You might be full of intentions to stop off in locations and go for long walks and explore. However, think about what you re going to do if it is pouring down with rain and you don’t fancy getting cold and wet, or what you will do in the evenings. Depending on where you are parked up for the night, you might have issues with internet connectivity, so don’t rely on that for entertainment. 

Why not pack some board games or learn some traditional card games? Or, perhaps take a journal and start a travel blog to share with family and friends when you get home.

Don’t forget the music as well. The last thing you want is to be out on the road for hours and not have your favourite music to sing along to. Some excellent road trip songs for a really good singalong include:

  • Don’t Stop Believin’ – Journey
  • Go Your Own Way – Fleetwood Mac
  • Sweet Home Alabama – Lynyrd Skynyrd. 
  • Here I Go Again – Whitesnake
  • Life Is a Highway by Tom Cochrane

Map it out

Google Maps is a great tool for making sure that you don’t get lost on your UK road trip. It is continuously and automatically updated, unlike traditional GPS devices, so there are no nasty surprises when an unexpected roundabout appears in front of you. It can also give you ideas for alternative routes, and if there are any traffic problems, you know in advance and can adjust your course accordingly.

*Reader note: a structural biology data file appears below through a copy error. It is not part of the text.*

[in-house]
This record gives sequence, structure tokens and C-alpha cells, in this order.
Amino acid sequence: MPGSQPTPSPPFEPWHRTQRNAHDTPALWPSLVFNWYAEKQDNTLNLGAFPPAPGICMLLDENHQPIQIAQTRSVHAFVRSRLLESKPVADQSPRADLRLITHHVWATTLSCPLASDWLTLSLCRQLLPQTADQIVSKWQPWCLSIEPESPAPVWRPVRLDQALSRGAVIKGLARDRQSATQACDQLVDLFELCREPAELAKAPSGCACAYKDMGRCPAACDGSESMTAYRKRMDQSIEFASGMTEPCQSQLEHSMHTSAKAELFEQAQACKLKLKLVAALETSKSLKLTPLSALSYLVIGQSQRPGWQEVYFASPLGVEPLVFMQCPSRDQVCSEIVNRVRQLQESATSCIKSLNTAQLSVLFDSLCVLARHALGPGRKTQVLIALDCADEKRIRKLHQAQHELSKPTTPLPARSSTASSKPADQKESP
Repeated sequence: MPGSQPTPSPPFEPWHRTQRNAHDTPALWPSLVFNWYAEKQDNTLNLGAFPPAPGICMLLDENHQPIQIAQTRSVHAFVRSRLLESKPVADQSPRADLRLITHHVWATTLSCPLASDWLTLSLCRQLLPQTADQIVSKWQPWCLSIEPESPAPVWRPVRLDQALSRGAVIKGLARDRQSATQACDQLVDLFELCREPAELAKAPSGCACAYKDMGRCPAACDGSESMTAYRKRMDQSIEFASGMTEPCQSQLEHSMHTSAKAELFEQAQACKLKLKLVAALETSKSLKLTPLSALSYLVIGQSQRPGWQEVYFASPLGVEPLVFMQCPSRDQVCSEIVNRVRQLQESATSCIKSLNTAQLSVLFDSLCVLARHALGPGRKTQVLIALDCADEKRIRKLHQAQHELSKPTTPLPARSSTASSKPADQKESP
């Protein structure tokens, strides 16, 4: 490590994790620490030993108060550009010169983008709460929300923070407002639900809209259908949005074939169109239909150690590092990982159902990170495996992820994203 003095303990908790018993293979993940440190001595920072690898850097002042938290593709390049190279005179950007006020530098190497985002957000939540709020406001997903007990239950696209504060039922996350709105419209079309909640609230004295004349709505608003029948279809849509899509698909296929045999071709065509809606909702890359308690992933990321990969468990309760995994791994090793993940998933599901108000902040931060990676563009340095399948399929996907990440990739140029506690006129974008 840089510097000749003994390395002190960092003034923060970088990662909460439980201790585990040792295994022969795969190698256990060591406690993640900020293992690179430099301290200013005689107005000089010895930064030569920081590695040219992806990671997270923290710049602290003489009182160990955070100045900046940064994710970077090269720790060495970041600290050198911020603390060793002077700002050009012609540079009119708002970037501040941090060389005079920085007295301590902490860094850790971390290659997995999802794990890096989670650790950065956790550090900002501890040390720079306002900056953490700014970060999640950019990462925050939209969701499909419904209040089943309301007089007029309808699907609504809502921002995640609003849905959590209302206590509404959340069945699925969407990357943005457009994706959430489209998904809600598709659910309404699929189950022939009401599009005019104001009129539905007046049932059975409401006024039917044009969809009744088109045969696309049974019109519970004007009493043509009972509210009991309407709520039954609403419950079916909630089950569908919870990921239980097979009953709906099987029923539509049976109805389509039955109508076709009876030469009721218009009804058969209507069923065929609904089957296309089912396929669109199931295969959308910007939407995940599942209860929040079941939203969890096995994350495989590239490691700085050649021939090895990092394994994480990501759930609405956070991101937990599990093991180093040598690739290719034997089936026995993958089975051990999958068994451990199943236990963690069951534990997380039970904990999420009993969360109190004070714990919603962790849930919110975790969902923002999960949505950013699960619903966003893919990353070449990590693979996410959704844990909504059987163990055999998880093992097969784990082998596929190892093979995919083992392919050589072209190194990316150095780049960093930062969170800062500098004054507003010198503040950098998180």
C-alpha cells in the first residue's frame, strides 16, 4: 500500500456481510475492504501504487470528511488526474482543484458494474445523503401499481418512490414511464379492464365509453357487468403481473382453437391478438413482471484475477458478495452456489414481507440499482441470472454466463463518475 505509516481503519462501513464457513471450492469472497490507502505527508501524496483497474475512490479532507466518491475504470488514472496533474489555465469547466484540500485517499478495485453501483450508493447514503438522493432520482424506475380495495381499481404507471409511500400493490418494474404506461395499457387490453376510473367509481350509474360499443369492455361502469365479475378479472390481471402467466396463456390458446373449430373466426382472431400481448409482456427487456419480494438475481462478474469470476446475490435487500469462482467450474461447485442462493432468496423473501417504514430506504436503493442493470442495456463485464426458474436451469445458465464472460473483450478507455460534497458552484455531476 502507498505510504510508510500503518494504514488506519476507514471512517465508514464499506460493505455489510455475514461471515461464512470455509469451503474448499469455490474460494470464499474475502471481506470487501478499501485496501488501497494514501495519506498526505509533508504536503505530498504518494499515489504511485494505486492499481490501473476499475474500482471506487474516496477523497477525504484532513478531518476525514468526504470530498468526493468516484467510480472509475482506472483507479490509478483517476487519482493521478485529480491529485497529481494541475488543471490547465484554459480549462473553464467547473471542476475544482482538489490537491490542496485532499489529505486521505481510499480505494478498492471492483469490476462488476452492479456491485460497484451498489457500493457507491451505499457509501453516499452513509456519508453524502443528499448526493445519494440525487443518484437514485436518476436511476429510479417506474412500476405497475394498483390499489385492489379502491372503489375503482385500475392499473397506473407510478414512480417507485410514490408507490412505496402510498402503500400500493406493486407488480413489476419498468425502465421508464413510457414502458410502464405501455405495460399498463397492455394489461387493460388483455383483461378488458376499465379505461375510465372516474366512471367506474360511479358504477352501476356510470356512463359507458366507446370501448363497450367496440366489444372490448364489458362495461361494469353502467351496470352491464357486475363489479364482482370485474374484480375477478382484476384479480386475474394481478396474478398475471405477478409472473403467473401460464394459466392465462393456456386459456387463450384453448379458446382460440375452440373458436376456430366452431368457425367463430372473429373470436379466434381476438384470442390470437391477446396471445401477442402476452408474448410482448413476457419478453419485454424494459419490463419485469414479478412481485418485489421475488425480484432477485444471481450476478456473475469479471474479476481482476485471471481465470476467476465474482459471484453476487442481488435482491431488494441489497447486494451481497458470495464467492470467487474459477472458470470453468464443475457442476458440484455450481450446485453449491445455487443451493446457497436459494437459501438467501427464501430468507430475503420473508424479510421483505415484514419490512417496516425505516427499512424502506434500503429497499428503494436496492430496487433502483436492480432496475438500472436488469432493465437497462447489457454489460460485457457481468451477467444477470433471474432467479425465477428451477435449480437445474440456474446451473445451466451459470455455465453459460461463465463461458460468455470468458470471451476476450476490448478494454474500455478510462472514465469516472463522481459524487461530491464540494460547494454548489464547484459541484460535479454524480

However, there is a lot to be said for a traditional paper map as well. They never run out of power or data; it doesn’t matter if there is no signal, and it can be pretty exciting to follow an old style A-Z map.

Check your vehicle is roadworthy

Before you head out on your road trip, and in any appropriate places along the way, give your car a check over to make sure it is safe. Tires should have a minimum 1.6mm tread depth and no bulges or splits. If you see any of these, have them replaced immediately. You should also check all of the lights on your car, make sure that your washer fluid is topped up, that the oil is at the correct level and of course, you have enough fuel. This leads us to our next point.

Don’t pass the fuel stations

It would be pretty embarrassing to have to phone the breakdown service because you have run out of fuel in the middle of the mountains or in the moors, wouldn’t it? Avoid this situation by keeping an eye on your fuel levels and paying attention to where the nearest fuel station is to top up. 
A road trip in the UK can be an experience like no other. You will soon realise that you don’t need to travel abroad to immerse yourself in incredible culture and history, taste good food and meet interesting people – we have all of those right here on our doorstep.